I have been getting a few messages on digital job boards. I was at a presentation during the show from Jason Haines form Canada who i speak to regularly on twitter. He is an expert in this field and runs one for his 9 hole course for 3 staff. It is very simple to setup. For more information visit his digital job board blog www.turfhacker.com

Thank you to everyone who enjoyed my social media posts while I was over there. As well it was great to catch up with friends and make new ones.

 

i will post on the education seminars lately but in the meantime enjoy the pictures form the show.

 

 

 

 

 

 

 

 

 

 

 

 

Heat wave, humid, rain birings on pythium- January 2017

Happy new year everyone I hope you had some time to enjoy with family and friends.

What a start to the year heat waves in Victoria, WA, SA NSW. Storms in QLD and everything in between.

 

Non disease Issues you may face

I have been seeing quite a few sick started to see a few sick turf surfaces around the place just due to sheer pressure from the heat, lack of rain and too much rain. One thing to keep in mind when there has not been alot of rain like especially here in Sydney is to look sodium levels. i have seen this season and in the past poa really going off colour and t

Generally speaking this may not be an issue every year or your water source might be quite low in sodium generally speaking. However this does change over time and has to be monitored. As well having low levels is good but bare in mind putting on a little all the time will build up in the soil and the plant and cause the plant to suffer. Keep this in mind this season, look at an few applications of a product that will reduce sodium levels. Talk to your local rep on this as this issue can be the underlying cause of disease especially pythium..

Another issue you may see is nematodes. Again you may not have a history or testing for them numbers have come back low. However I remember a talk I heard on nematodes from David Westall he always said that the numbers don’t tell the whole story and your threshold may be different to the person down the road.

If your turf is stressed and the root system has shrunken you are more prone to an attack as the plant can’t fight them off naturally.so keep an eye out.

With these conditions you need to look at for the remainder of the summer is your spray program.Normally 3 week intervals are working but with this much pressure you need to look at shortening intervals to 2 weeks. On top of that a in between spray may be needed just to top things with the onset of heavy rains.

The week ahead

Pythium

Pythium is one disease that will be present now.

Water logged greens are a perfect environment for Pythium root rot. You can see Pythium as patterns in greens that follow the drainage lines. Equipment use also spreads the disease. If you have a short root system with compacted soil and poor drainage, your turf will need extra light watering to keep it alive. This will increase Pythium pressure, due to plant wetness. On the other hand, deep infrequent watering can increase Pythium pressure as well as the roots and the soil are being completely soaked which is conducive to Pythium outbreaks. Very hard to win in this situation. That is why it is important to maintain healthy turf and to use specific Pythium fungicides on a preventative basis.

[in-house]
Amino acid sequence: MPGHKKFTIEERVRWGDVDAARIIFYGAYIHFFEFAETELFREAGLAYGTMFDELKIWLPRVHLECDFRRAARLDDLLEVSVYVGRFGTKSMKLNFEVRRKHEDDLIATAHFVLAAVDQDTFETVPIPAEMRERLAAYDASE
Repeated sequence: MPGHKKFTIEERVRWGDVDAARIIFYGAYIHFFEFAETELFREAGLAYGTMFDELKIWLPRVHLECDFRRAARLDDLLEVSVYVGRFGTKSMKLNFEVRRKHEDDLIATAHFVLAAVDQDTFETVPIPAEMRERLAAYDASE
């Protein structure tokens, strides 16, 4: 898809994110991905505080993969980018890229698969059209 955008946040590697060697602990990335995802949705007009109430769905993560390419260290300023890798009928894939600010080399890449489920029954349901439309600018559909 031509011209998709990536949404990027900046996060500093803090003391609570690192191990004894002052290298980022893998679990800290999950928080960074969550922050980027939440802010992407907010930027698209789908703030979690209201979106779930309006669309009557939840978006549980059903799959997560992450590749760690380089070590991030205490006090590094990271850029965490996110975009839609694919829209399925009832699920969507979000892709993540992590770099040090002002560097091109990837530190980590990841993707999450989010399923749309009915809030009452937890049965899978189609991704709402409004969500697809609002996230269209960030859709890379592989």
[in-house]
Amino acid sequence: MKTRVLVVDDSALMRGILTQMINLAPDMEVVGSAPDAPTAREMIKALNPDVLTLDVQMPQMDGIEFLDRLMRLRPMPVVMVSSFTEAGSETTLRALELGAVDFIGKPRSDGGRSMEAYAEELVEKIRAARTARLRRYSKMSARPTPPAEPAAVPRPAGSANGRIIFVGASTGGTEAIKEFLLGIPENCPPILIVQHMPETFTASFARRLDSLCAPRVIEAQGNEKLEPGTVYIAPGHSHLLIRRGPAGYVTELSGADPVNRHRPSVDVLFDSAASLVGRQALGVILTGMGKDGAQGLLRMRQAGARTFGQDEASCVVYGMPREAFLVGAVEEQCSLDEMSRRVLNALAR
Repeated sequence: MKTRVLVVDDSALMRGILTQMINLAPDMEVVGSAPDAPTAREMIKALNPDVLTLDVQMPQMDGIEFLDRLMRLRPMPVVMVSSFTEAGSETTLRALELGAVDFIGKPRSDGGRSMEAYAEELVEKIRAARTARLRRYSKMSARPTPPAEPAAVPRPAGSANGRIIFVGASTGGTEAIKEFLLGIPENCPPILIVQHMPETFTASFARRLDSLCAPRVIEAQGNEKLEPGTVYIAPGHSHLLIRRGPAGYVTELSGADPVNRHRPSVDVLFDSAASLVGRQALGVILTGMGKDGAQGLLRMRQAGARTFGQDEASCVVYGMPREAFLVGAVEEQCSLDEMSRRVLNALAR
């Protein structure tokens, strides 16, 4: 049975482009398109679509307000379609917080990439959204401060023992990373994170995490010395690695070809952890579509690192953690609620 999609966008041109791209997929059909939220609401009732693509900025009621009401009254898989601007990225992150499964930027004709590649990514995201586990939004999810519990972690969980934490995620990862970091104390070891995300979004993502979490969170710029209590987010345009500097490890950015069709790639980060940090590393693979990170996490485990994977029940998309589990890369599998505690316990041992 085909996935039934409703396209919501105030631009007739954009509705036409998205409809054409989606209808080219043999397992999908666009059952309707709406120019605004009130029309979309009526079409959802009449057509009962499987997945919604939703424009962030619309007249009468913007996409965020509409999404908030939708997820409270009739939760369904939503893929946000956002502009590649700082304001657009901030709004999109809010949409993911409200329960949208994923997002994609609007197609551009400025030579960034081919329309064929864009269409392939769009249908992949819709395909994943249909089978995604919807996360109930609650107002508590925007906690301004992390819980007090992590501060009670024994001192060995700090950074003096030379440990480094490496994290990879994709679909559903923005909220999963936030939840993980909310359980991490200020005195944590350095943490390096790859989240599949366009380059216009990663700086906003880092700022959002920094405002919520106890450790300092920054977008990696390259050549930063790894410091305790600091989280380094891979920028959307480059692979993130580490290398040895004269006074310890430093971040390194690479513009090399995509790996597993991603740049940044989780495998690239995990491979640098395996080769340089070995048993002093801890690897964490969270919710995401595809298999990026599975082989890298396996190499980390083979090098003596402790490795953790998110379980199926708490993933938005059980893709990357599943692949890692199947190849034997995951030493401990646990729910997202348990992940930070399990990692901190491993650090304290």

Apply your fungicide (use Proplant here) down past the leaf and crown do not leave on the surface with application (water in slightly after your boom application)

Proplant image

As always we do recommend a broad spectrum tank mix partner with Proplant (as its is specific to pythium only) as when we were anyalysing the samples in the trials we always found other diseases namely brown patch. So have a look at partnering Proplant with Ippon, 250GT, Protak, Monstar,

Also be aware of algae with all the wet surfaces. A good mix is Dacogreen + Liquid Dek here.

Cultural Controls of Pythium:

  • Avoid too much N
  • Aerate the area slightly to allow more oxygen to penetrate the soil
  • Utilise pentrant wetting agents to push the moisture through the profile-I don’t tend to recommend to use with Proplant as it may push past the plant where you need to target the spray
  • Keep plants healthy as possible with using root stimulants and other biological products
  • Avoid mowing in moist hot weather
  • Raise mowing heights
  • Avoid verti cutting, top dressing if greens are infected  as it puts more stress on the plant
  • Reduce leaf wetness
  • Increase air flow and sunlight to Pythium prone areas
  • Reduce sodium levels
  • Monitor for insects

For more information see the brochure here Proplant Brochure Also have a look at our guide to managing pythium not just from a chemical point of view but from a cultural view. Disease guide rhizo eri pythium 2014

I hope this post helps understand the disease a little better and how to manage it.

Also I am heading to to the USA to GIS again and will be attending a few lectures that i will post about later on. You will be able to follow what is going on through my twitter feed.

As usual if you need any help feel free to contact me

zreikat@campbellchemicals.com.au

Disease and Mite Seminar 2016

In November ourselves and K&B Adams had the pleasure of presenting two of the top turf minds in Australia. Dr Percy Wong and Professor Peter McMaugh in Adelaide.

The day started off with a supers forum with Percy where new diseases that have been identified were discussed. A number of these had been seen in South Australia and are a concern that not much is known about them and research fund are needed to learn more as well as come up with plans to combat them. Percy also spoke about the need for accurate diagnosis. Just because it has certain symptoms its doesn’t mean that that disease is present and a good disease turf testing lab can help here.

I went on and spoke about a new fungicide we have coming in March next year. This is a brand new active ingredient with a broad range of disease control including dollar spot, anthracnose,algae and helmo and grey leaf spot.. More information to follow in the new year.